Predicting Robert Griffin III will “set a record for coming back,” Washington Redskins head coach Mike Shanahan is thrilled with the star quarterback’s recovery from reconstructive surgery to repair the ACL and LCL ligaments in his right knee.
The 23-year-old Griffin, rightfully named the Associated Press’ NFL Offensive Rookie of the Year, sustained the injury when the Redskins fell to the upstart Seattle Seahawks 24-14 in the NFC Wild Card on January 6 at FedEx Field in Landover, Maryland.
“He’s over at the facility, rehabbing all of the time,” said Shanahan, 60, who became Washington’s 24th head coach in January 2010. “He’ll set a record for coming back because that’s how hard he works.”
Realizing he was needlessly, and somewhat irresponsibly, hurrying RG3, Shanahan wisely tempered expectations.
“He is ahead (of schedule), but there’s a process. It takes time. Robert will do it the right way and we’ll find out in July exactly where he’s at. He will not come back until he’s 100 percent.”
Although Kim Kardashian’s wet dream is an athletic marvel, Griffin remains a normal human being healing from a severe wound.
RG3, the first rookie field general since Dan Marino to earn an outright invitation to backup Aaron Rodgers for the NFC’s Pro Bowl squad, completed an impressive 65.6% of his throws for 20 touchdowns, against five interceptions, and 3,200 yards in 15 games.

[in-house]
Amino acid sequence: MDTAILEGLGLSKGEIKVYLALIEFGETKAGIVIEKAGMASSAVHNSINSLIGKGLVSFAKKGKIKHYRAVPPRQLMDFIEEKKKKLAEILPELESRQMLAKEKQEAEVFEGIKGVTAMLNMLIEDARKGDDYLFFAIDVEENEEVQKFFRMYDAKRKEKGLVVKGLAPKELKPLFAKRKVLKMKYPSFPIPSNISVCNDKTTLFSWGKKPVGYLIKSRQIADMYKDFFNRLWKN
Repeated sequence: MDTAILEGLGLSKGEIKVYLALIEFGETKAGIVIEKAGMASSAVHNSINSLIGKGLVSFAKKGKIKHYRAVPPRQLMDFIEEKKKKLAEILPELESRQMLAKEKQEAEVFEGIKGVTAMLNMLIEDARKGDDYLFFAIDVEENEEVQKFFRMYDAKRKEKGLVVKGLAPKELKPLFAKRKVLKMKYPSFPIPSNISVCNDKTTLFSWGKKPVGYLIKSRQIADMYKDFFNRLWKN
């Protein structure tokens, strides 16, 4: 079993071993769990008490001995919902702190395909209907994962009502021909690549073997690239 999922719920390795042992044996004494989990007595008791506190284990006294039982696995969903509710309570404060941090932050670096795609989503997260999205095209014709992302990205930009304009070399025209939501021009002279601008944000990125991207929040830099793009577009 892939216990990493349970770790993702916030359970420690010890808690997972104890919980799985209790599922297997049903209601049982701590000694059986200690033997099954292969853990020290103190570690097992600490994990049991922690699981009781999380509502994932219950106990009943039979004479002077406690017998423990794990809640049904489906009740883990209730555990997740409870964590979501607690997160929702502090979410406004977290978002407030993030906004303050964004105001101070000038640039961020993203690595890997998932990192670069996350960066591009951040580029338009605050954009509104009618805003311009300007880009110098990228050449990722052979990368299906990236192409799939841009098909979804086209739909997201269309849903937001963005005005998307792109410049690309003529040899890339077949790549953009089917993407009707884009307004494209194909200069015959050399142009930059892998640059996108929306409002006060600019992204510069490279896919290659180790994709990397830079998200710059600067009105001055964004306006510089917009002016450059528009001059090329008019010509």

The 6-foot-2, 217 pound Griffin, who ran the 40-yard dash in 4.41 seconds at the NFL Combine in February 2012, also rushed for 815 yards and seven scores last autumn.
Fortunately, although a tremendous scrambler, Griffin can flourish strictly as a pocket passer using his powerful arm.
The former Baylor University Bear, who established the NFL record for a rookie under center with a 102.4 rating, signed a four-year, fully guaranteed contract worth $21.1 million with the Redskins on July 18.
Subsequently, although demeaned as a “cornball brother” by bush league journalist Rob Parker, Griffin led Washington (10-6) to six consecutive victories and a playoff spot for the first time since the George W. Bush Administration in 2007.
Griffin will eventually mend, own the nation’s capital for the next decade and guide the Redskins to their first championship since the 1991 campaign.
Nevertheless, Robert Griffin III should never, ever “come back until he’s 100 percent.”by